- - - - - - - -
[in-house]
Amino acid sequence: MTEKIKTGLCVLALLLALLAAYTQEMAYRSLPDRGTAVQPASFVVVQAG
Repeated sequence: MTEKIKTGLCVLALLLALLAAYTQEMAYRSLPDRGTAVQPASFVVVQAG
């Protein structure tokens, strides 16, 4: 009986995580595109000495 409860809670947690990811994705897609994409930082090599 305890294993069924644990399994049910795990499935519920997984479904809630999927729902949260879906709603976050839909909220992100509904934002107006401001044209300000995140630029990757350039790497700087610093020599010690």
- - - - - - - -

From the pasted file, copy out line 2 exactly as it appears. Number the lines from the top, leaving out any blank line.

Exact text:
Amino acid sequence: MTEKIKTGLCVLALLLALLAAYTQEMAYRSLPDRGTAVQPASFVVVQAG